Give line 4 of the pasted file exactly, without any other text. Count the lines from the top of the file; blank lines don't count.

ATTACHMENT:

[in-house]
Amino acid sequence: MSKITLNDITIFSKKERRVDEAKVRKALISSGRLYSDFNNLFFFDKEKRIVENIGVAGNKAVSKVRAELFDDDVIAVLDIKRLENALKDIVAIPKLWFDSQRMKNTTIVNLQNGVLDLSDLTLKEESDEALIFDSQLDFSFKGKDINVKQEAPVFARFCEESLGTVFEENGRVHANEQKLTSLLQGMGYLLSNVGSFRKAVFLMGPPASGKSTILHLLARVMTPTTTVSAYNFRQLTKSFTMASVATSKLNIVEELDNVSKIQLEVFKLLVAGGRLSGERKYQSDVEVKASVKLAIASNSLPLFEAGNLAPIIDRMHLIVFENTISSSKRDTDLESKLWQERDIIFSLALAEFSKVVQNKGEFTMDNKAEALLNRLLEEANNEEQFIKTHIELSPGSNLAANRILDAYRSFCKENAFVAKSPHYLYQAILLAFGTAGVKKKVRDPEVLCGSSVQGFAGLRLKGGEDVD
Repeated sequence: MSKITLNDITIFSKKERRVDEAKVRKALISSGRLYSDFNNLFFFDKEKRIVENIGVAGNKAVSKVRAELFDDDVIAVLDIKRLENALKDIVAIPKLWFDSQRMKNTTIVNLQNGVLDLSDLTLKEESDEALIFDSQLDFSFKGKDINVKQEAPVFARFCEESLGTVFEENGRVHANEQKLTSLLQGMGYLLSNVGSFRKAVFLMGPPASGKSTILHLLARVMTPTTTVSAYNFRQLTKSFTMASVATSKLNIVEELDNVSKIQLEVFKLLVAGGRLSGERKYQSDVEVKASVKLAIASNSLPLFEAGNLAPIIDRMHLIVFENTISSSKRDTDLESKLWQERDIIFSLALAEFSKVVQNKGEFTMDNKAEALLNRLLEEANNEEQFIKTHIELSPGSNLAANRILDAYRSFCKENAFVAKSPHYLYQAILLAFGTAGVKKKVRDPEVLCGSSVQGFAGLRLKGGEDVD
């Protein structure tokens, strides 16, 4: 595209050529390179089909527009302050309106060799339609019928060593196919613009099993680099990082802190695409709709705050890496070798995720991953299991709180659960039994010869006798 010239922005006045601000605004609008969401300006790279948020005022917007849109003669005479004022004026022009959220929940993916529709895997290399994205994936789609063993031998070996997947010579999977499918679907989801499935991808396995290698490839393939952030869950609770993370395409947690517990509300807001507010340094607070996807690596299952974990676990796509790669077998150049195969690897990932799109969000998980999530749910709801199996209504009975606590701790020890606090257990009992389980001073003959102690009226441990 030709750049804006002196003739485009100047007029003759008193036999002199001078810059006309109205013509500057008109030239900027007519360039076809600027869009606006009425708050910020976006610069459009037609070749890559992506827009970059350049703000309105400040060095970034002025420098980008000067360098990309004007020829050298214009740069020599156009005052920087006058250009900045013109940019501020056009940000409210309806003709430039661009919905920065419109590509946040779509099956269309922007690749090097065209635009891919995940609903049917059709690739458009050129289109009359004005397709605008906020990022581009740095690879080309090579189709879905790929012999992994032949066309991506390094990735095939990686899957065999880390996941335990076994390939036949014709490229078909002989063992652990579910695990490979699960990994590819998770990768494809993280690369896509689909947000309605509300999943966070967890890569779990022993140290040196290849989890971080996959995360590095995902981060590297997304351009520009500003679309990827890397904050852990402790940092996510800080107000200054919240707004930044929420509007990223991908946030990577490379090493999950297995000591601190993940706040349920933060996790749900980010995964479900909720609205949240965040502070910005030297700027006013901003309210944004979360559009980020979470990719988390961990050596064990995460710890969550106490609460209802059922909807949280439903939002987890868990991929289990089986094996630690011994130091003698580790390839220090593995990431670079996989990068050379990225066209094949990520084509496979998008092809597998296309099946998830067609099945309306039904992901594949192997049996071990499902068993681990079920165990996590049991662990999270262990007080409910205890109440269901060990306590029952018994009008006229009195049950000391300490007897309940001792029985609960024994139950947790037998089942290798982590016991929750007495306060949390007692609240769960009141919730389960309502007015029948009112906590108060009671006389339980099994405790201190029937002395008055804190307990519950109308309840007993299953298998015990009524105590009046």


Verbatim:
């Protein structure tokens, strides 16, 4: 595209050529390179089909527009302050309106060799339609019928060593196919613009099993680099990082802190695409709709705050890496070798995720991953299991709180659960039994010869006798 010239922005006045601000605004609008969401300006790279948020005022917007849109003669005479004022004026022009959220929940993916529709895997290399994205994936789609063993031998070996997947010579999977499918679907989801499935991808396995290698490839393939952030869950609770993370395409947690517990509300807001507010340094607070996807690596299952974990676990796509790669077998150049195969690897990932799109969000998980999530749910709801199996209504009975606590701790020890606090257990009992389980001073003959102690009226441990 030709750049804006002196003739485009100047007029003759008193036999002199001078810059006309109205013509500057008109030239900027007519360039076809600027869009606006009425708050910020976006610069459009037609070749890559992506827009970059350049703000309105400040060095970034002025420098980008000067360098990309004007020829050298214009740069020599156009005052920087006058250009900045013109940019501020056009940000409210309806003709430039661009919905920065419109590509946040779509099956269309922007690749090097065209635009891919995940609903049917059709690739458009050129289109009359004005397709605008906020990022581009740095690879080309090579189709879905790929012999992994032949066309991506390094990735095939990686899957065999880390996941335990076994390939036949014709490229078909002989063992652990579910695990490979699960990994590819998770990768494809993280690369896509689909947000309605509300999943966070967890890569779990022993140290040196290849989890971080996959995360590095995902981060590297997304351009520009500003679309990827890397904050852990402790940092996510800080107000200054919240707004930044929420509007990223991908946030990577490379090493999950297995000591601190993940706040349920933060996790749900980010995964479900909720609205949240965040502070910005030297700027006013901003309210944004979360559009980020979470990719988390961990050596064990995460710890969550106490609460209802059922909807949280439903939002987890868990991929289990089986094996630690011994130091003698580790390839220090593995990431670079996989990068050379990225066209094949990520084509496979998008092809597998296309099946998830067609099945309306039904992901594949192997049996071990499902068993681990079920165990996590049991662990999270262990007080409910205890109440269901060990306590029952018994009008006229009195049950000391300490007897309940001792029985609960024994139950947790037998089942290798982590016991929750007495306060949390007692609240769960009141919730389960309502007015029948009112906590108060009671006389339980099994405790201190029937002395008055804190307990519950109308309840007993299953298998015990009524105590009046």